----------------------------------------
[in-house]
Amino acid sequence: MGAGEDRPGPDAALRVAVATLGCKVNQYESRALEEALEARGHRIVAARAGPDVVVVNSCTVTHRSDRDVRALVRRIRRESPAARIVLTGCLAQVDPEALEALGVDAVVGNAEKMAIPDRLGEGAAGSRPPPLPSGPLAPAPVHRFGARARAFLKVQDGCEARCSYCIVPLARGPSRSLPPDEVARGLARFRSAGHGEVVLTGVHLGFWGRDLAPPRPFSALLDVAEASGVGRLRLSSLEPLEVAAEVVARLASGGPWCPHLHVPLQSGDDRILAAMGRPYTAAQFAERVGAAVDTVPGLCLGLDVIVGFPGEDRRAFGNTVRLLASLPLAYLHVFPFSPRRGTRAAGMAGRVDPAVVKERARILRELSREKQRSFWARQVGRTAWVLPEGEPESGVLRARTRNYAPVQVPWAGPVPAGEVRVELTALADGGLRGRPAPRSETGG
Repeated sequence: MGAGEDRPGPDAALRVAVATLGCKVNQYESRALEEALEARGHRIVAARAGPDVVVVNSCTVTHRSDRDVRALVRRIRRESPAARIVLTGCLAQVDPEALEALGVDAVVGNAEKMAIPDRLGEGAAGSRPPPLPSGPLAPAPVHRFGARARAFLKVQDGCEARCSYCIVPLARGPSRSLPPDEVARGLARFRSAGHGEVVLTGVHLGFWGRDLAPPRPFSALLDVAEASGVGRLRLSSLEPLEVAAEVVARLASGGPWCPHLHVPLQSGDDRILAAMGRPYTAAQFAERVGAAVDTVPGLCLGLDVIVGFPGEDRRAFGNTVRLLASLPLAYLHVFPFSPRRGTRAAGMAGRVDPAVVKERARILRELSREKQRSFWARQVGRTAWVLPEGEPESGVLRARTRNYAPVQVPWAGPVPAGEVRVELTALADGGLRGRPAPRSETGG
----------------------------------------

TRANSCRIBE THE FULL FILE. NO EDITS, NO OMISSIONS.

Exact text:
[in-house]
Amino acid sequence: MGAGEDRPGPDAALRVAVATLGCKVNQYESRALEEALEARGHRIVAARAGPDVVVVNSCTVTHRSDRDVRALVRRIRRESPAARIVLTGCLAQVDPEALEALGVDAVVGNAEKMAIPDRLGEGAAGSRPPPLPSGPLAPAPVHRFGARARAFLKVQDGCEARCSYCIVPLARGPSRSLPPDEVARGLARFRSAGHGEVVLTGVHLGFWGRDLAPPRPFSALLDVAEASGVGRLRLSSLEPLEVAAEVVARLASGGPWCPHLHVPLQSGDDRILAAMGRPYTAAQFAERVGAAVDTVPGLCLGLDVIVGFPGEDRRAFGNTVRLLASLPLAYLHVFPFSPRRGTRAAGMAGRVDPAVVKERARILRELSREKQRSFWARQVGRTAWVLPEGEPESGVLRARTRNYAPVQVPWAGPVPAGEVRVELTALADGGLRGRPAPRSETGG
Repeated sequence: MGAGEDRPGPDAALRVAVATLGCKVNQYESRALEEALEARGHRIVAARAGPDVVVVNSCTVTHRSDRDVRALVRRIRRESPAARIVLTGCLAQVDPEALEALGVDAVVGNAEKMAIPDRLGEGAAGSRPPPLPSGPLAPAPVHRFGARARAFLKVQDGCEARCSYCIVPLARGPSRSLPPDEVARGLARFRSAGHGEVVLTGVHLGFWGRDLAPPRPFSALLDVAEASGVGRLRLSSLEPLEVAAEVVARLASGGPWCPHLHVPLQSGDDRILAAMGRPYTAAQFAERVGAAVDTVPGLCLGLDVIVGFPGEDRRAFGNTVRLLASLPLAYLHVFPFSPRRGTRAAGMAGRVDPAVVKERARILRELSREKQRSFWARQVGRTAWVLPEGEPESGVLRARTRNYAPVQVPWAGPVPAGEVRVELTALADGGLRGRPAPRSETGG